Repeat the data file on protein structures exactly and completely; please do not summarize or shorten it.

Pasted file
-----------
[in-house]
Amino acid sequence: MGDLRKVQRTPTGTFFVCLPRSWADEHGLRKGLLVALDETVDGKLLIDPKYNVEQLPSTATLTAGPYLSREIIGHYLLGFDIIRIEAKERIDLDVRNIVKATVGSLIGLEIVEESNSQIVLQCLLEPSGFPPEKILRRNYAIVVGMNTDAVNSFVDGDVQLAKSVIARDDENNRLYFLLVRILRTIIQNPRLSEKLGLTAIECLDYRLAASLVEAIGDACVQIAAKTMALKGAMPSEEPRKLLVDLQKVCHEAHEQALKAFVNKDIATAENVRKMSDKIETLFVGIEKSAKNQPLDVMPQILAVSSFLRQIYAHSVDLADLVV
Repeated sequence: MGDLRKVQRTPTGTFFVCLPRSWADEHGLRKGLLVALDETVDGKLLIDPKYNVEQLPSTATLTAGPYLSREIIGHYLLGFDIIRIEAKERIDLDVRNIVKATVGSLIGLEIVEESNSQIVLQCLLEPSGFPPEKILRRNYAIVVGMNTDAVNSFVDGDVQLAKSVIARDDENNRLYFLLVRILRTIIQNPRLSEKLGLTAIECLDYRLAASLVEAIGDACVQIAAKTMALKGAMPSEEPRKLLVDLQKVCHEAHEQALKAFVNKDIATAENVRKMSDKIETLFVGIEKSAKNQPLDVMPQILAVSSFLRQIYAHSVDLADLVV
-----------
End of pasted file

[in-house]
Amino acid sequence: MGDLRKVQRTPTGTFFVCLPRSWADEHGLRKGLLVALDETVDGKLLIDPKYNVEQLPSTATLTAGPYLSREIIGHYLLGFDIIRIEAKERIDLDVRNIVKATVGSLIGLEIVEESNSQIVLQCLLEPSGFPPEKILRRNYAIVVGMNTDAVNSFVDGDVQLAKSVIARDDENNRLYFLLVRILRTIIQNPRLSEKLGLTAIECLDYRLAASLVEAIGDACVQIAAKTMALKGAMPSEEPRKLLVDLQKVCHEAHEQALKAFVNKDIATAENVRKMSDKIETLFVGIEKSAKNQPLDVMPQILAVSSFLRQIYAHSVDLADLVV
Repeated sequence: MGDLRKVQRTPTGTFFVCLPRSWADEHGLRKGLLVALDETVDGKLLIDPKYNVEQLPSTATLTAGPYLSREIIGHYLLGFDIIRIEAKERIDLDVRNIVKATVGSLIGLEIVEESNSQIVLQCLLEPSGFPPEKILRRNYAIVVGMNTDAVNSFVDGDVQLAKSVIARDDENNRLYFLLVRILRTIIQNPRLSEKLGLTAIECLDYRLAASLVEAIGDACVQIAAKTMALKGAMPSEEPRKLLVDLQKVCHEAHEQALKAFVNKDIATAENVRKMSDKIETLFVGIEKSAKNQPLDVMPQILAVSSFLRQIYAHSVDLADLVV